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Post details: Vampire State Building

Vampire State Building

Today's financial news proffered this tooth of wisdom:

Raghuram Rajan, professor of finance at the University of Chicago, and former chief economist at the International Monetary Fund was interviewed on Yahoo Tech Ticker peddling a message for Washington: Stop Targeting "Greedy Bankers" and Focus on Growth:

I am sure the IMF has plenty of vested interest in the jugular of perpetual growth, but perhaps it would behoove its brain trust to acknowledge that it is kind of hard to focus on growth while your productive economic body serves a never ending all you can eat buffet to a blood sucking parasite.

Yes, I mean the Wall Street, and by extension the whole financial system.

There used to be times when bankers borrowed money at 3% and then lent it out with some risk at 5% and that was pretty much their standard business model. They rightfully pocketed the spread as a reward for all the troubles associated with the loaning operations: they did the due diligence during the client research phase, they worked out the details of the transactions, they kept up-to-date paperwork and they also carried the risks in case any of the parties defaulted on their promises.

But then one day as they were soaking in their silver bath tubs, they decided that this was not good enough. They wanted golden bath tubs.

And lo and behold, suddenly they figured that money that was no longer backed by gold is a very stretchable and multipliable object. They realized they can conjure it into existence and then lend it to unsuspecting public at high interest. They envisaged complex securities in which they hid the risks of the loans and sold them to gullible investors in a sort of institutionalized shell game. They created financial insemination. They designed derivatives that enabled them to leverage all the dirty tricks known to man. Their accounting prestidigitation never produced anything of value, but it created a mighty swirl of watermarked paper which gave a perfect illusion of wealth. But it was just that - an illusion.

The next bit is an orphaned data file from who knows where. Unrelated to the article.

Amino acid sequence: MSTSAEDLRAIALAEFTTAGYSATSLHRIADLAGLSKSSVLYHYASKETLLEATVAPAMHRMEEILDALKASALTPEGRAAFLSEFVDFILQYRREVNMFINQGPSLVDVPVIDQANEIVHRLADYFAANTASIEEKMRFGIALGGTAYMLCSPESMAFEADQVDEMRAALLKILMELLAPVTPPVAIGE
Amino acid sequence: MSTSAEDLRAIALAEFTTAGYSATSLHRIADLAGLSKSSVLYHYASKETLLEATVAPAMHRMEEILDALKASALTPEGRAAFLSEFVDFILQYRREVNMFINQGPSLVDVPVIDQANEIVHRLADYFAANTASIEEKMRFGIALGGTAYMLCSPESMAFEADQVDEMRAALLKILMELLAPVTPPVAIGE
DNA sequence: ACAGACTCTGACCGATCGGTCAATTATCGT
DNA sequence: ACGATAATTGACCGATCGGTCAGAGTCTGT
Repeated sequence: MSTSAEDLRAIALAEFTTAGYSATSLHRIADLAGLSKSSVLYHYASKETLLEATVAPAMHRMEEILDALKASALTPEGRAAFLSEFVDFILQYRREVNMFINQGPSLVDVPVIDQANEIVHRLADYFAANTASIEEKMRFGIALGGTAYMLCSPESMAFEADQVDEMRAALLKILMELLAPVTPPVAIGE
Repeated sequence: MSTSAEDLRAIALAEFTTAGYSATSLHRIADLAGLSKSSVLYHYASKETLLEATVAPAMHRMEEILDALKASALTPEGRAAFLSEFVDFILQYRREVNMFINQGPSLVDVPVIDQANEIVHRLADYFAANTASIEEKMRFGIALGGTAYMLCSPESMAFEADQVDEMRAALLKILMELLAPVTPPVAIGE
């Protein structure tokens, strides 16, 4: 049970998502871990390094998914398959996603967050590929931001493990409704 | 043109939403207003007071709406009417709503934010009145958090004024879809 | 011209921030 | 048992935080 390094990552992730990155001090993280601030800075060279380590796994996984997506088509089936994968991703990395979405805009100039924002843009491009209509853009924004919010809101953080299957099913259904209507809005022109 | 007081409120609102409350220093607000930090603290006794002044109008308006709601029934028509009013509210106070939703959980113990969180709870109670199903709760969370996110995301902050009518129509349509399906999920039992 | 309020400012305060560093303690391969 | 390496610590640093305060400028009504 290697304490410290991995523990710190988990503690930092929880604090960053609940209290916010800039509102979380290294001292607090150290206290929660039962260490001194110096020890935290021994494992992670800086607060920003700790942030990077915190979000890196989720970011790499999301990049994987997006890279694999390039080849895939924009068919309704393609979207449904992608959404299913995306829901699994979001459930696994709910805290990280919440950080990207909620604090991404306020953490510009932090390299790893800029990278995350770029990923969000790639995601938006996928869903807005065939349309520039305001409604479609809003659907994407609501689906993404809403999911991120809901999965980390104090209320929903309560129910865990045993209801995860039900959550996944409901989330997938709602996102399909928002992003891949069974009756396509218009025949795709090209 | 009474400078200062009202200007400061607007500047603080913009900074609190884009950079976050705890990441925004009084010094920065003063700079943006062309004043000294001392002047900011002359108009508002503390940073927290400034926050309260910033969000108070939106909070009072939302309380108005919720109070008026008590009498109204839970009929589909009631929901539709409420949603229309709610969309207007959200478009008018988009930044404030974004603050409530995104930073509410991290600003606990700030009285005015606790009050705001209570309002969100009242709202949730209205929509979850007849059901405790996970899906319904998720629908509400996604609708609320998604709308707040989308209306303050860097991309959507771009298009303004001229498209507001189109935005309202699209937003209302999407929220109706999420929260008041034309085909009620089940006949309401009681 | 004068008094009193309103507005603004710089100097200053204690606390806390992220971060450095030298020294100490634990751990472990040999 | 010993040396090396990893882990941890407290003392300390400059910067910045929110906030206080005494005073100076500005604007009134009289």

Any high risk industry that operates under the assumption that if any of their vampirous enterprises go wrong taxpayers will pick up the slack satisfies your basic definition of a parasite. And God knows that there was a lot of slack to be picked up in the last few years. The sooner we flush this tapeworm down the toilet, the sooner we can return to an organic growth, free of steroids of deficit spending. It is as simple as that.

Unfortunately, the financial reform concocted by Congress left much to be desired. Sometimes it wasn't even clear whether the lawmakers were still representing the people or were just giving the big bankers a lap dance. Loopholes galore, toothless measures and no effort to break the too big to fail cabal or curtail their risky behavior. Instead of rescuing the economy from the incisors of irresponsible credit peddlers and driving sharp wooden stakes through the heart of the failed institutions, we have been building a state of vampires. That is not a feasible economic strategy.

Here is a snippet from the last year's Atlantic, penned by Simon Johnson, the Ronald A. Kurtz Professor of Entrepreneurship at the Sloan School of Management at MIT.

Simon Johnson: Quiet Coup (The Atlantic magazine, May 2009)
"From 1973 to 1985, the financial sector never earned more than 16 percent of domestic corporate profits. In 1986, that figure reached 19 percent. In the 1990s, it oscillated between 21 percent and 30 percent, higher than it had ever been in the postwar period. This decade, it reached 41 percent..."

So from 16% to 41% in several decades, huh?

How about we return to the banking business as it was originally conceived: providing prudent loans to select applicants and standing by them. We were able to put a man on the Moon back in those days. So it shouldn't be too economically crippling.

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